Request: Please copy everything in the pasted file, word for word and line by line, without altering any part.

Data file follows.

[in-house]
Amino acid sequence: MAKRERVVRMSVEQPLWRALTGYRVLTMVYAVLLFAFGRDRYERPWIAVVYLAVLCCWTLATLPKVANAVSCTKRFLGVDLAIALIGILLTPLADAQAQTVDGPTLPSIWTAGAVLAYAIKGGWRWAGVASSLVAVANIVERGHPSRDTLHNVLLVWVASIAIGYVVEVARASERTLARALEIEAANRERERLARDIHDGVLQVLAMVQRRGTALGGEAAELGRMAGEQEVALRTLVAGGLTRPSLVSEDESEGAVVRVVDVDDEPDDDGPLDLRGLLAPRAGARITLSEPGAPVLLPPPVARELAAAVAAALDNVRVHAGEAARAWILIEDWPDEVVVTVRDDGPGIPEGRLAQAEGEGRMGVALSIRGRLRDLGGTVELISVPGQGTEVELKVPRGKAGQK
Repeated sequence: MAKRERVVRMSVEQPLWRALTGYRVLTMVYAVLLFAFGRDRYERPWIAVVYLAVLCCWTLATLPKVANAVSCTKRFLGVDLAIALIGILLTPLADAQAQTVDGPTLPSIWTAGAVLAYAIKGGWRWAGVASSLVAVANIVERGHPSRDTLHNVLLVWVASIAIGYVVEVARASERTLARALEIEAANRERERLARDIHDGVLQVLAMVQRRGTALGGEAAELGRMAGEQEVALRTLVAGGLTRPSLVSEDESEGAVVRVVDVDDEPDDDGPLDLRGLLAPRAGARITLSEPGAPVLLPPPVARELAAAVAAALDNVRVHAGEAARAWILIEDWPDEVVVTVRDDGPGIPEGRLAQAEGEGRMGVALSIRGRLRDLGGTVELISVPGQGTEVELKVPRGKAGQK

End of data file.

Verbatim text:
[in-house]
Amino acid sequence: MAKRERVVRMSVEQPLWRALTGYRVLTMVYAVLLFAFGRDRYERPWIAVVYLAVLCCWTLATLPKVANAVSCTKRFLGVDLAIALIGILLTPLADAQAQTVDGPTLPSIWTAGAVLAYAIKGGWRWAGVASSLVAVANIVERGHPSRDTLHNVLLVWVASIAIGYVVEVARASERTLARALEIEAANRERERLARDIHDGVLQVLAMVQRRGTALGGEAAELGRMAGEQEVALRTLVAGGLTRPSLVSEDESEGAVVRVVDVDDEPDDDGPLDLRGLLAPRAGARITLSEPGAPVLLPPPVARELAAAVAAALDNVRVHAGEAARAWILIEDWPDEVVVTVRDDGPGIPEGRLAQAEGEGRMGVALSIRGRLRDLGGTVELISVPGQGTEVELKVPRGKAGQK
Repeated sequence: MAKRERVVRMSVEQPLWRALTGYRVLTMVYAVLLFAFGRDRYERPWIAVVYLAVLCCWTLATLPKVANAVSCTKRFLGVDLAIALIGILLTPLADAQAQTVDGPTLPSIWTAGAVLAYAIKGGWRWAGVASSLVAVANIVERGHPSRDTLHNVLLVWVASIAIGYVVEVARASERTLARALEIEAANRERERLARDIHDGVLQVLAMVQRRGTALGGEAAELGRMAGEQEVALRTLVAGGLTRPSLVSEDESEGAVVRVVDVDDEPDDDGPLDLRGLLAPRAGARITLSEPGAPVLLPPPVARELAAAVAAALDNVRVHAGEAARAWILIEDWPDEVVVTVRDDGPGIPEGRLAQAEGEGRMGVALSIRGRLRDLGGTVELISVPGQGTEVELKVPRGKAGQK